Publication year: 1992
Publication year of the Finnish translation: 2007
Finnish translator: Mika Kivimäki
Page count: 314
Finnish Publisher: Karisto
Lords and Ladies features many returning characters but it can be read without any prior knowledge about them. The three witches and the people of Lancre have been seen before in Equal Rites, Wyrd Sisters, and Witches Abroad. In fact, the book starts with the witches returning from Witches Abroad. Also, wizards from previous wizards books appear. And Death makes a brief cameo.
While the witches were away, a group of young women wanted to become the witches of the tiny kingdom of Lancre and they started doing what they thought they should do: painting their nails black and dancing nude in the middle of the forest. Unfortunately, they danced in the wrong place and unleashed an old danger which everyone had forgotten. The real witches, Granny Weatherwax, Nanny Ogg, and Magrat Garlick, are in a fight of their lives.
Magrat and Verence have been dating for a while, and when Magrat returns to Lance, Verence announces that they are going to get married. Magrat is a little taken aback and a bit sorry that there wasn’t a romantic proposal. Verence has been the king of Lancre for only a short time and he’s determined that everything will be done the Proper Way, for royalty. Apparently, that means that the king just decides everything and everyone else just have to accept it. It doesn’t help that Verence seems to be more interested in agriculture and pig raising than their wedding. However, the invitations have been sent and even the Unseen University is sending four representatives: the Archcancellor himself, the Librarian, Ponder Stibbons, and the Burser. On the way, they stumble upon the dwarf Casanunda, the second greatest lover in Discworld.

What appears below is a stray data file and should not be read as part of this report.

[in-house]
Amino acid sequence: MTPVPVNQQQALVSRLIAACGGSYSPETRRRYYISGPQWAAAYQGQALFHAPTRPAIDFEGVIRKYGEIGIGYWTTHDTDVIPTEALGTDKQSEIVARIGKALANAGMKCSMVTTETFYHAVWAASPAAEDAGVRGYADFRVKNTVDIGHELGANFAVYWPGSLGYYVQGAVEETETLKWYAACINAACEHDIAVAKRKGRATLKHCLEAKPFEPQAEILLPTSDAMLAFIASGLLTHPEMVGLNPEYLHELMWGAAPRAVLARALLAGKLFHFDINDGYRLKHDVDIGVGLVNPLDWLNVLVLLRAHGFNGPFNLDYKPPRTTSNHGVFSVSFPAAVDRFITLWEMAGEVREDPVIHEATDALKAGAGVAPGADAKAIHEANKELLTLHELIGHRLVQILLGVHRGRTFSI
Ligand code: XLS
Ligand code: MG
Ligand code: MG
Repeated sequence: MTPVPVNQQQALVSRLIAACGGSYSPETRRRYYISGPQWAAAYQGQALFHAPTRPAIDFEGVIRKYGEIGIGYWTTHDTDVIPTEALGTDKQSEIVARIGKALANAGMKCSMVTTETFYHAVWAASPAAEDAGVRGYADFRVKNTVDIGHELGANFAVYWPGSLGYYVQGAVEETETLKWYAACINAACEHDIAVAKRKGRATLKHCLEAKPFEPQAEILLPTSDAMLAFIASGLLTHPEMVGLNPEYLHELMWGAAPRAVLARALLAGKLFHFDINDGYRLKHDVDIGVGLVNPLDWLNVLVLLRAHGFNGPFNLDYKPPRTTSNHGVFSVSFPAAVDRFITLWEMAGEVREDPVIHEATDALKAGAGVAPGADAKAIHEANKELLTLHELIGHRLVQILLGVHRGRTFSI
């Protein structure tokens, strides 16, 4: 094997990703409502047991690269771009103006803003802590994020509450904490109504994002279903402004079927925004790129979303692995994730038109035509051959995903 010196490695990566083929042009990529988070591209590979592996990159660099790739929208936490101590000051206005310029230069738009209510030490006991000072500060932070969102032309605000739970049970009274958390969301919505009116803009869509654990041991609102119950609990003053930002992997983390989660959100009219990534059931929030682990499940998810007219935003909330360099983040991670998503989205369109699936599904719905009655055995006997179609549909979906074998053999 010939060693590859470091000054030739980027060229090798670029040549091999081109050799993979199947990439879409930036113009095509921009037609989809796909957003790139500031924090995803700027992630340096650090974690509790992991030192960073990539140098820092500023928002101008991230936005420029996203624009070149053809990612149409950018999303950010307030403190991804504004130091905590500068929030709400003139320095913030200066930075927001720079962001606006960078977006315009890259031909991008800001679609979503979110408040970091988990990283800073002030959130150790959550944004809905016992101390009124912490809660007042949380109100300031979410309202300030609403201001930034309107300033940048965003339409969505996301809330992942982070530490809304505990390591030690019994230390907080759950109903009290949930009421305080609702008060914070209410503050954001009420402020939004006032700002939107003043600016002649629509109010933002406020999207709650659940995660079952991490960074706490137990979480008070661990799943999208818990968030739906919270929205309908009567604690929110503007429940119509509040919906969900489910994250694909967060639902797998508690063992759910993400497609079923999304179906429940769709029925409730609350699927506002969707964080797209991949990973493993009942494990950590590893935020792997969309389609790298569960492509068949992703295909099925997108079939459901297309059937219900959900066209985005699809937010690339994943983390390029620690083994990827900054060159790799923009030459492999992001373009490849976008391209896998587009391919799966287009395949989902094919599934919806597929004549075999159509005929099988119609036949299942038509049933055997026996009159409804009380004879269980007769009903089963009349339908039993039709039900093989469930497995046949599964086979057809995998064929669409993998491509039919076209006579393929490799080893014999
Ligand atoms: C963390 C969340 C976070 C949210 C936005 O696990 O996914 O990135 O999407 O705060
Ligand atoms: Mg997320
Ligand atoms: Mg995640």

The wedding is going to take place in the Midsummer day and Verence has orderd a play just for the occasion. The local Morris dancers are busy trying to memorize it and practice it but aren’t doing too well.
The book features no less than three possible romances, lots of misunderstandings, and people not talking to each other even though just five minutes honest talk would probably clear up most of the misunderstandings. I generally don’t care for such misunderstandings but Pratchett manages to write them well, just for comedic effect but in-character, too.
As usual, underneath the comedy, Prachett discusses about serious issues. This time it’s the way that what people believe makes them almost blind to how things are; the nature of reality and thought/belief and how they affect each other.
Inspired by the Midsummer Night’s Dream and probably various glittering versions of elves.